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are reported of him concern the after administration of his son's kingdom, and the punishment of some of his mischievous subjects. Of all his words they are perhaps those which we the least care to remember. We must turn elsewhere than to the books of the Old or of the New Testament for deathbed scenes. One beautiful record of the first deacon of the Church, who prayed for his countrymen, “Lord lay not this sin to their charge,” is all that we have of martyrology in the Bible. Its warriors fight the good fight. We know that in some battle or other they finish their course. Where, or how, under what circumstances of humiliation or triumph, we are not told. If it pleased God that their lamp should shine out brightly at the last, that was well, for He was glorified in their strength. If it pleased Him that the light should sink and go out in its socket, that was well too; for he was glorified in their weakness. Not by momentary flashes does God bid us judge of our fellow-creatures; for He who reads the heart and sees the meaning and purpose of it, judges not of them by these. And never be it forgotten that at the death which has redeemed all other deaths and made them blessed, there was darkness over all the land until the ninth hour, and that a cry came out of the darkness, “My God, my God, why hast thou forsaken me ?”
If you would judge of David, of what he was, and what he looked for, let this psalm be your guide. “Give the king thy judgments, oh, God! and thy righteousness unto the king's son. He shall judge thy people with righteousness, and the poor with judgment. He shall save the children of the needy, and shall break in pieces the oppressor. He shall redeem their souls from deceit and violence, and precious shall their blood be in his sight. There shall be an hand
ful of corn in the earth upon the top of the mountains; the fruit thereof shall shake like Lebanon; and they of the city shall flourish like grass of the earth. His name shall endure for ever, His name shall be continued as long as the sun, and men shall be blessed in him. All nations shall call him blessed. Blessed be the Lord God, the God of Israel, who only doeth wondrous things, and blessed be His glorious name for ever, and let the whole earth be filled with His glory. The prayers of David the son of Jesse are ended.”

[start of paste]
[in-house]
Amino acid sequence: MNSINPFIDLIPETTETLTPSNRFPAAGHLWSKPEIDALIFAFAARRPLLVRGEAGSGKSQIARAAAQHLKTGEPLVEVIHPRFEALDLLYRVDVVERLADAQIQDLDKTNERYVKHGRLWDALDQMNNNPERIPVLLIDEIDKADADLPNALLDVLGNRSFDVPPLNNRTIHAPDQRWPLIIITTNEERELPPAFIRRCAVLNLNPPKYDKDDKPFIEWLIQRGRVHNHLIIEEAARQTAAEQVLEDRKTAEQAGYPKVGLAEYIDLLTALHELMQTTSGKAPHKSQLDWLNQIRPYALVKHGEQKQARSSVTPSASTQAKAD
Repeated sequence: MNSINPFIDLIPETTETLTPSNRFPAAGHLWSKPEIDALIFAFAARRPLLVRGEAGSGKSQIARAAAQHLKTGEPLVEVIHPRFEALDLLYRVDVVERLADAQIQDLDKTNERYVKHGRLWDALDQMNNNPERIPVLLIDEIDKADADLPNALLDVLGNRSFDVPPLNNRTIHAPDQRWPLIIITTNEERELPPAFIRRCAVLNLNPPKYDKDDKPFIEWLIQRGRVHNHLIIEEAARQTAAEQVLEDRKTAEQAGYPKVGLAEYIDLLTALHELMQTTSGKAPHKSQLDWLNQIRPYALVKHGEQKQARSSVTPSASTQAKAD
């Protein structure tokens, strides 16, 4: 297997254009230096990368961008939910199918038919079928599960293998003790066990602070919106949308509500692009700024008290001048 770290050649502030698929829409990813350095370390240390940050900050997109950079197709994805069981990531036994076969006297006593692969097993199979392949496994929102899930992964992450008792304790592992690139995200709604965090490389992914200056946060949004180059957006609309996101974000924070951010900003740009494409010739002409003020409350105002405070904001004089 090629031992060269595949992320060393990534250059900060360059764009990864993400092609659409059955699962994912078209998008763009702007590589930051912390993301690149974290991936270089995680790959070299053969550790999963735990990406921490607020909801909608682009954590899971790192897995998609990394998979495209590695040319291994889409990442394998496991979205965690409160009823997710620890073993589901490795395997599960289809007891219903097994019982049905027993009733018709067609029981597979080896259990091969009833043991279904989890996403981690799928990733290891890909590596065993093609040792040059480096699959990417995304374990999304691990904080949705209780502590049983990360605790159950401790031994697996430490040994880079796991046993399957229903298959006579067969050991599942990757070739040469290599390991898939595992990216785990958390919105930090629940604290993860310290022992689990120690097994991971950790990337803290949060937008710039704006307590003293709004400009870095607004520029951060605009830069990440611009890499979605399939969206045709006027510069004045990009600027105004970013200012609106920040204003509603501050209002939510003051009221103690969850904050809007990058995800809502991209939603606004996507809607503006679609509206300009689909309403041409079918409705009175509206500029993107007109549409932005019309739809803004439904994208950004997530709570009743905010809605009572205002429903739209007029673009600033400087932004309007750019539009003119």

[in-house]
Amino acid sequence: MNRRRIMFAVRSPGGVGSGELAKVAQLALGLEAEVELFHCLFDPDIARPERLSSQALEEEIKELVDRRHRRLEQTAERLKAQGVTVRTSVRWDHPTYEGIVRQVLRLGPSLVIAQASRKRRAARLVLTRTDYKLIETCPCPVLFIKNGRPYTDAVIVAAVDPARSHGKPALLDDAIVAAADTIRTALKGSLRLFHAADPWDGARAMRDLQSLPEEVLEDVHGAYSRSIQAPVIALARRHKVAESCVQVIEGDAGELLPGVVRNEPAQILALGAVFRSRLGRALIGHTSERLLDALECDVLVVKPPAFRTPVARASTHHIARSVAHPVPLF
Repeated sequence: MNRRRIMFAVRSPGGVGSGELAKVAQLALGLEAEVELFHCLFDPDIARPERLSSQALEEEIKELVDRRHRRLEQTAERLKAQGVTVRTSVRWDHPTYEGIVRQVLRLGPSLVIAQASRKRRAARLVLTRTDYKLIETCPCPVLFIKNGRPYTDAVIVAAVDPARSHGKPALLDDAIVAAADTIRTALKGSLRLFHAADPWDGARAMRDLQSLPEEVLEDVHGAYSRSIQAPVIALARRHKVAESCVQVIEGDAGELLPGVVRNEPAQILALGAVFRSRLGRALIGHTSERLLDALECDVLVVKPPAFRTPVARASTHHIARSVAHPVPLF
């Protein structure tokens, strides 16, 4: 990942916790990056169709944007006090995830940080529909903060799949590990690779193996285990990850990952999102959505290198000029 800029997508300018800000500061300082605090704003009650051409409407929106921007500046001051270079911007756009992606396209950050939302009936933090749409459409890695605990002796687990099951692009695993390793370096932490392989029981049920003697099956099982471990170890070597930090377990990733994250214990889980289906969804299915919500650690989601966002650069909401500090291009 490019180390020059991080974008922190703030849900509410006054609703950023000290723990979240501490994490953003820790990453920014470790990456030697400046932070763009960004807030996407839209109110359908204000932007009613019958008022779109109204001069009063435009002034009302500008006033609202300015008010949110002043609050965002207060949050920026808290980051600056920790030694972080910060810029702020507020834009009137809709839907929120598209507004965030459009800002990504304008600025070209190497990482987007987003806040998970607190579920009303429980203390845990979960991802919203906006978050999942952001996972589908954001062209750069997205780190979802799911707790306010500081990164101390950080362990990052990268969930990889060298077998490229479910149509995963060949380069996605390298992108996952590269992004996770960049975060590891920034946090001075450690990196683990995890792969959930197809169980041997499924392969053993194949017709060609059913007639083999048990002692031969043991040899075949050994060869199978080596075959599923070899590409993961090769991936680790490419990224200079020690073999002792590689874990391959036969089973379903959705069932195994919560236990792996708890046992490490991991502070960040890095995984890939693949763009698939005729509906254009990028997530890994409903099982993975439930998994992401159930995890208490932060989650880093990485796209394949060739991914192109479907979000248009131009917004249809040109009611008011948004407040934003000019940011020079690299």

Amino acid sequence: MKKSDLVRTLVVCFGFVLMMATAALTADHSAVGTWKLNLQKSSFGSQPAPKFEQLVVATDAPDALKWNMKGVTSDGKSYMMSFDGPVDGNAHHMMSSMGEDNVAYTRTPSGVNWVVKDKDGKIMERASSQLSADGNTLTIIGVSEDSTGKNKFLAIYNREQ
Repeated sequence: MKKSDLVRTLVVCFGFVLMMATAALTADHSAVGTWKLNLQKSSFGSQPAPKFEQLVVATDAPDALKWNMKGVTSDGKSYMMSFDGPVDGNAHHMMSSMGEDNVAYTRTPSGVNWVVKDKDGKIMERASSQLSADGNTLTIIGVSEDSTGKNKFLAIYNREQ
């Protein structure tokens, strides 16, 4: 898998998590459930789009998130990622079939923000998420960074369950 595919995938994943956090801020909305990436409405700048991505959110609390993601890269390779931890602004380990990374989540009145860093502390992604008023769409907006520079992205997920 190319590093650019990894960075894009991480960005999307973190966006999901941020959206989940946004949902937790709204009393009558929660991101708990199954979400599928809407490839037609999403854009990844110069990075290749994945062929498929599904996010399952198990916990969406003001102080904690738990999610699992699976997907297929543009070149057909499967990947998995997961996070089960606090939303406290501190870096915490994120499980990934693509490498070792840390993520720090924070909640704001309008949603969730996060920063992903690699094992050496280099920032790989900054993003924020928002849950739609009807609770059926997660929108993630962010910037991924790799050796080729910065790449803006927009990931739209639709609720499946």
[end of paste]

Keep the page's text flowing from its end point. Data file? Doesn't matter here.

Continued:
And with that aspiration and hope, brethren, may our prayers be ended. May it be the business of our lives to testify, that there is a righteous kingdom established upon the earth, and that God has set it up, and that His Son, who has made himself one with all poor and suffering men, is at the head of it; and that it shall prevail over all oppression and violence; and that all nations shall be blessed by it. Let us grapple this faith to our inmost souls now, when men think and openly proclaim, that law and order are based not on the will and mind of a gracious God who cares for His creatures, but are to be the tools and servants of a grasping Mammon; now when we have proofs openly before our eyes, how that low, grovelling, godless conviction, leads at last to the trampling down of all law, to the setting up of the most hateful lawless tyranny. Let us not merely detest such outrages upon God's order, but scorn them as essentially weak, as predestined to destruction, however for a time He may permit them for the chastisement of the sins and idolatries of other nations, nay even if He should see fit to use them for the chastisement of our own. “Rest in the Lord, and wait patiently for him : fret not thyself because of him who prospereth in IV.] THE PASSING AWAY OF OPPRESSORS. 71 his way, because of the man who bringeth wicked devices to pass. Cease from anger, and forsake wrath; fret not thyself in any wise to do evil. For evil-doers shall be cut off; but those that wait upon the Lord, they shall inherit the earth. For yet a little while, and the wicked shall not be: yea, thou shalt diligently consider his place, and it shall not be. But the meek shall inherit the earth; and shall delight themselves in the abundance of peace.”